Tuesday, September 30, 2008

Turn out your lights

I was a kid during the last — or some would say the start of the current, energy crisis in America. In the first grade we were thoroughly subject to energy-conservation propaganda. This is a good thing. I brought home from school these stickers with "Make Every Kilowatt Count" printed on their face and stuck them to our lamps and switches. You can be sure my folks loved that!

So I have this deep programming to turn the lights off. No one else in the house does. This is a point of contention and anxiety for me. I regularly get home from work to find that all the bedroom lights are on and have been all day. It makes my skin crawl. So, I was getting after my son who is a young teen to turn off his light and told him I was going to bill him for the wasted power. So I had to figure it out. OK, sixty Watts times nine hours times whatever our cost per kWh is comes out to about nine cents per day. Oops. Needless to say, he wasn't much daunted by the dime looming large over his head. But the incandescent bulb puts out a lot of heat too. We could count that. And amortize the life of the bulb... But really, this was simply the wrong approach. The truth is, it's just a drop in the bucket.

But how big is the bucket? What if every American changed their ways? How about everyone in the world? How big could our impact be?

The latest figures I could find suggest that the US consumes 3,717,000,000,000 kWh annually. There are over 305 million of us. So that divides to over 12,186 kWh that we're each consuming annually or a bit over 1,000 kWh per month. (I'm rounding down at every step to make sure that I don't overstate the issue.) 1,000 kWh is the equivalent of 16,666 60-Watt bulb hours. Now, to be fair, that includes all the electricity we consume at work and shopping and so forth. But still, given how much we have to account for, couldn't we each find a way to save maybe the equivalent of one such bulb for eight hours each day? For my family, that would be just turning off the lights regularly. Maybe for you it means spending an extra $100 on your next appliance to get the more energy-efficient model. After all, that's only 14.4 kWh monthly — less than 1.5% of our electricity budget.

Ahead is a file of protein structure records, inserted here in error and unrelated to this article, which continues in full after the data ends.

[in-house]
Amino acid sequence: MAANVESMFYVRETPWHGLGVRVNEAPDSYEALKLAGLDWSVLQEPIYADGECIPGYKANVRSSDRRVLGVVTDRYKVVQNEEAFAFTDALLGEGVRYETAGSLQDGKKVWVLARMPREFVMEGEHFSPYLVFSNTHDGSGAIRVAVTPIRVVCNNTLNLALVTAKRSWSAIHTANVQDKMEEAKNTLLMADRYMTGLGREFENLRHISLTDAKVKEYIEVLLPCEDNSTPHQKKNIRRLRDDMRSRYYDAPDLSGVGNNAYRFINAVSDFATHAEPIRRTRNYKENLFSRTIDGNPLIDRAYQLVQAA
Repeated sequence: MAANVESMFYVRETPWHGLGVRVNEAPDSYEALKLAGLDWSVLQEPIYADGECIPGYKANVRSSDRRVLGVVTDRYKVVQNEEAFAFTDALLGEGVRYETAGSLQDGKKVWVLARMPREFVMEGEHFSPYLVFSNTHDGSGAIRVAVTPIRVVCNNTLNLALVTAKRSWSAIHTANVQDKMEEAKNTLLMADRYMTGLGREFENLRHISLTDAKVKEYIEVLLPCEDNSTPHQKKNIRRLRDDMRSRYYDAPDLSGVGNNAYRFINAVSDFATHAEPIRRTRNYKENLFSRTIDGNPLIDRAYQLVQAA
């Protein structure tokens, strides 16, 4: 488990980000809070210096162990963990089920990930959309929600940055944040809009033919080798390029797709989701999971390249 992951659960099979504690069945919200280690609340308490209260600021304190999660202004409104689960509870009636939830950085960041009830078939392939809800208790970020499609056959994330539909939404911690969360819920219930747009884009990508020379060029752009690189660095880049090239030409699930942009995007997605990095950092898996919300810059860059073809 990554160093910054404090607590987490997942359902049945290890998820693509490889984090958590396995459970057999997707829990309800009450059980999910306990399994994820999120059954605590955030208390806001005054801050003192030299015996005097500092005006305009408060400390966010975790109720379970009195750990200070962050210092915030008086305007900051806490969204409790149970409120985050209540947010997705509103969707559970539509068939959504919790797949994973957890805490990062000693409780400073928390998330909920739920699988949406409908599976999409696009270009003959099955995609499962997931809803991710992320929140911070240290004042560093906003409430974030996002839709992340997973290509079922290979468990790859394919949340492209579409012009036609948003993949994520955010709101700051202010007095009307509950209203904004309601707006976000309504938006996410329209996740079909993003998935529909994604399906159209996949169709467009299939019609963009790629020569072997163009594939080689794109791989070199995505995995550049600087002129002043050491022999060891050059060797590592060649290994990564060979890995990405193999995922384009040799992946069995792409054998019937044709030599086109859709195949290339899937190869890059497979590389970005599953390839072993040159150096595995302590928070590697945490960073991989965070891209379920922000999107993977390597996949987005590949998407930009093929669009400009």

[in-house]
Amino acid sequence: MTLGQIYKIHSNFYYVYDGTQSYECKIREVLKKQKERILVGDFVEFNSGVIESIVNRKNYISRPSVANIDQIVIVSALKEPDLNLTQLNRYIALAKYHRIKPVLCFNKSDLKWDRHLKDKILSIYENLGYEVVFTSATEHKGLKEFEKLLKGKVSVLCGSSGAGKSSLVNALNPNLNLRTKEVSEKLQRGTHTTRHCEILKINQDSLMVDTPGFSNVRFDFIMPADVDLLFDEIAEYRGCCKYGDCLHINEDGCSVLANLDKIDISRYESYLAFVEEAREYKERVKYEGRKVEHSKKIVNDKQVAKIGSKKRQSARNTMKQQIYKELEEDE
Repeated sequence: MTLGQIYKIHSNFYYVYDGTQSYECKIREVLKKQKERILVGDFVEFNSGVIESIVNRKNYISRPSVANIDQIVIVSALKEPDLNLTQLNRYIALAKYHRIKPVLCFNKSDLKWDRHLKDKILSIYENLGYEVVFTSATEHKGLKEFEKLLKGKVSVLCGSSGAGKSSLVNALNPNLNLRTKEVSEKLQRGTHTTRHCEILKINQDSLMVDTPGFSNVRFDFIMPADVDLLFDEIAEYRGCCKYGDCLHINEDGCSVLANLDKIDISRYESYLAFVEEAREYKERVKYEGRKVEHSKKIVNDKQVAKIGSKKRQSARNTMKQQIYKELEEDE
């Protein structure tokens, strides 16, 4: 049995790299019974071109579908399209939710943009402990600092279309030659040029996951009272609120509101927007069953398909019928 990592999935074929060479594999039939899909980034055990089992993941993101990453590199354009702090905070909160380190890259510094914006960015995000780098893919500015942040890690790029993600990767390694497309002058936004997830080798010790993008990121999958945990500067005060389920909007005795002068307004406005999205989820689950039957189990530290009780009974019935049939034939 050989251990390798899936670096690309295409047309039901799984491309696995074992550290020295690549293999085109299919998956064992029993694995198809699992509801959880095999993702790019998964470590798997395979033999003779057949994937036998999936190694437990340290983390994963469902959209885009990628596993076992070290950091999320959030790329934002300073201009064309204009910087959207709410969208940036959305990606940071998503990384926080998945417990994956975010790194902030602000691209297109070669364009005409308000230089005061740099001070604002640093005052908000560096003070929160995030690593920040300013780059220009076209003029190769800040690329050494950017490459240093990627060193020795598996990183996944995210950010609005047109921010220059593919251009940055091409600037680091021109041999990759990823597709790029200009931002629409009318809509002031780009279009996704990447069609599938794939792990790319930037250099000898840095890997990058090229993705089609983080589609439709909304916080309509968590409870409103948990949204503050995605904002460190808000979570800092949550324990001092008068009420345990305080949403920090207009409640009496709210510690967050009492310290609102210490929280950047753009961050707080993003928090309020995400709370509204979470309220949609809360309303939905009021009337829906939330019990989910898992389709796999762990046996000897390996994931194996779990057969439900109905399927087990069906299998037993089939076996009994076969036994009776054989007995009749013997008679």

And if each of us did that, we can leverage that massive population and note that as a nation we'd save 4,392,000,000 kWh. Sounds like a lot. But looking to understand what that means in more tangible terms and being concerned about both the global oil shortage and climate change, I decided to convert that number into barrels of oil. I looked around the net for figures and when I found some consensus, I went with it. The following numbers could be wrongish. I suspect they're close enough for back-of-an-envelope calculations and that I'm within an order of magnatude. A barrel of oil contains enough chemical energy to be the equivalent of 1700 kWh. But we have to get it out of the ground and move it to the refinery and/or generation plants and the conversion process itself is lossy — heat leaves the system during generation. If we use 38% as the net efficiency, we're still getting 646 kWh of electricity generated. That's at the generation plant. Some is lost in pushing it down the wire to your house — but we'll ignore that amount. So that 4,392,000,000 kWh that the US could conserve through relatively minor efforts and expenses (it seems to me) amounts to about 6,798,762 barrels of oil. Each year.

It's still just a drop in the bucket. Just like that dime that my son might pay when he leaves the light on. But it's something. It's a start. And it's that much less carbon in the air. That much longer that we have until whatever's going to happen, happens.

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